Tweaking the focus and tracking a bit, our second object, open cluster M37 is in the constellation Auriga and is another example of an image in the Milky Way.  Open Clusters are young loosely packed star forming regions, as opposed to Globular clusters which are densely packed swarms of stars.  Globular clusters are more ancient:

Both of these objects are relatively easy binocular targets, however, it takes the photon accumulation power of a camera, now filtered with proper light pollution subtraction, to see the richness of the Milky Way from our urban observation site.  Both of these exposures exceeded 30 minutes.

For you armchair explorers at home, I’m also including a star map, which is a simulation of the Bernalwood night sky around 10:00 PM.  This should be good through December, if you would like to locate these objects yourself (once the rain and fog go away):

IMAGES: Top, M43, Orion Nebula, photographed from Bernal Heights. All photos by Clifton Reed.

RIP: Spain Rodriguez, Underground Cartoonist and Bernal Heights Neighbor

Bernal Heights just lost one of its creative greats. Underground artist Spain Rodriguez died yesterday at his home just off Precita Park.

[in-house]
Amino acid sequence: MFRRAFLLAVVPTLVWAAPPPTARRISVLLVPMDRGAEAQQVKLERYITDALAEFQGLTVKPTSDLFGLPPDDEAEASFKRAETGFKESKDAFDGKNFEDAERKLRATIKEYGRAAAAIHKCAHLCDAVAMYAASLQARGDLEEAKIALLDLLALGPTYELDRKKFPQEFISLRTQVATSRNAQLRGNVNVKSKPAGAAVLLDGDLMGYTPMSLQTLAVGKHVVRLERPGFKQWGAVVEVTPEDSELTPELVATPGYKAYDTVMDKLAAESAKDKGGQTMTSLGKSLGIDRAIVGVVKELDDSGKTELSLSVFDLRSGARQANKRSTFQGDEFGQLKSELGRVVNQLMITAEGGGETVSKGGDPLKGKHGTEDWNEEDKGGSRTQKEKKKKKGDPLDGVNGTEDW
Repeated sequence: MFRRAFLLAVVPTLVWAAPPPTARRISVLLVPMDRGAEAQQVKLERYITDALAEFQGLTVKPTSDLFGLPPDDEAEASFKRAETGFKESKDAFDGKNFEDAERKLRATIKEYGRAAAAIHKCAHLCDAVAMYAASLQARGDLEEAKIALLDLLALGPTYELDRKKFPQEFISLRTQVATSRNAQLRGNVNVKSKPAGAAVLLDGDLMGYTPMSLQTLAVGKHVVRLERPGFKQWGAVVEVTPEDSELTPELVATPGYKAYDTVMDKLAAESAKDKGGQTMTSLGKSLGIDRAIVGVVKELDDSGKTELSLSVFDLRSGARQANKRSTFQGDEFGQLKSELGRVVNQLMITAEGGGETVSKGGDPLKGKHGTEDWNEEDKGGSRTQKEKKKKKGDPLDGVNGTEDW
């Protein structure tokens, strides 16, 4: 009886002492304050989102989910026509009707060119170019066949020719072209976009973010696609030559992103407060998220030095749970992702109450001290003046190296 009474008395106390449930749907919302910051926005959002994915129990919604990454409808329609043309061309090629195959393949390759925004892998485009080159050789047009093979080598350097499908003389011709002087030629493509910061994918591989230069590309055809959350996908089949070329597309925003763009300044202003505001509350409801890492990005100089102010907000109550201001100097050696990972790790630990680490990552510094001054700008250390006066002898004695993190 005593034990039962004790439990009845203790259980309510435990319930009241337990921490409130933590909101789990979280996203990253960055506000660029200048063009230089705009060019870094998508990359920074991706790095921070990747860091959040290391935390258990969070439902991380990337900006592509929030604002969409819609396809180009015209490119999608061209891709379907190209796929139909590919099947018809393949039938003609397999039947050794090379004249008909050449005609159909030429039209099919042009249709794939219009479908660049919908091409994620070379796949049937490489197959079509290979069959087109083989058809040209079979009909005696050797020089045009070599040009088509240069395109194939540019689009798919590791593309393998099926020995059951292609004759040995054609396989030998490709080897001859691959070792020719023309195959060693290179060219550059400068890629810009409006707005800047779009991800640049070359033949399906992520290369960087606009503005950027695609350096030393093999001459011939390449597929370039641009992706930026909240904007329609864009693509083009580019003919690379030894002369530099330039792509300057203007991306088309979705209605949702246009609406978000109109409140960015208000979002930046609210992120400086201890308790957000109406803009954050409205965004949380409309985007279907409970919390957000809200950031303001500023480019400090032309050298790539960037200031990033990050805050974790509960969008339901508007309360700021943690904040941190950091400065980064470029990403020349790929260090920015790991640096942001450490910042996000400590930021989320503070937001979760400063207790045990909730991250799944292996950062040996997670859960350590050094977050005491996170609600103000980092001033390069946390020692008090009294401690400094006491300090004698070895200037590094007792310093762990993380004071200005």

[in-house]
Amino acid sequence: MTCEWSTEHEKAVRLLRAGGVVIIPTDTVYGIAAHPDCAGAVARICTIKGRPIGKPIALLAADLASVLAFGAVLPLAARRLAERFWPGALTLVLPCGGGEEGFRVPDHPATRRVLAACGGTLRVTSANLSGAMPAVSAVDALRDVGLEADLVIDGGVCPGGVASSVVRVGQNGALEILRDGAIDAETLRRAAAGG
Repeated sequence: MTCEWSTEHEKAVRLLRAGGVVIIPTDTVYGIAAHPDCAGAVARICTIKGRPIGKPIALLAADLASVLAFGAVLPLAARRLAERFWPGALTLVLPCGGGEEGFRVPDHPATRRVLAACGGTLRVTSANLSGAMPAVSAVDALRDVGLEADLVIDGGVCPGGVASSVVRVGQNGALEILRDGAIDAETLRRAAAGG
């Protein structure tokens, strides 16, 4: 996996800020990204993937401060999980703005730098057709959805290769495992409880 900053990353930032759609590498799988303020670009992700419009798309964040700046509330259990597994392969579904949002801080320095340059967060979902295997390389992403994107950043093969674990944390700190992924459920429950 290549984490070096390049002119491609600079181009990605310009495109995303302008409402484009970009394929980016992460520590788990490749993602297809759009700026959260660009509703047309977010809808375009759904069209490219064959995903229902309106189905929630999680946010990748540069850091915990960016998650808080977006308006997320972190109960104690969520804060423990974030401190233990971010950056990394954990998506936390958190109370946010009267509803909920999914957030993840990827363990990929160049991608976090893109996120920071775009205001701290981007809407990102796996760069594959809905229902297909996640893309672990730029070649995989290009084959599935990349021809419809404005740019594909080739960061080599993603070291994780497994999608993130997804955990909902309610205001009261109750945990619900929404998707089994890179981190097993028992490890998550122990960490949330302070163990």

Here’s the lede from the SF Chronicle’s obituary:

Hard-charging biker. Class warfare revolutionary. Pioneering underground cartoonist.

Loving family man.

That was Spain Rodriguez.

From his role as one of the original Zap Comix artists with Robert Crumb, to his work as a founder of the Mission District murals movement in San Francisco, Rodriguez influenced generations of cartoonists and illustrators with a gritty, in-your-face approach to urban life.

He continued to do so until his death Wednesday at his San Francisco home – inking a poster printed this week for a concert honoring the labor movement and Woody Guthrie.

Mr. Rodriguez was 72, and had battled cancer for six years.

“He was an archetypal character, somewhere between crazy artist crossed with left-wing radical crossed with working-class Latino hood,” Crumb, who lives in France, said in a documentary made this year by Mr. Rodriguez’s wife, journalist and filmmaker Susan Stern. “He had a big influence on me through his artwork.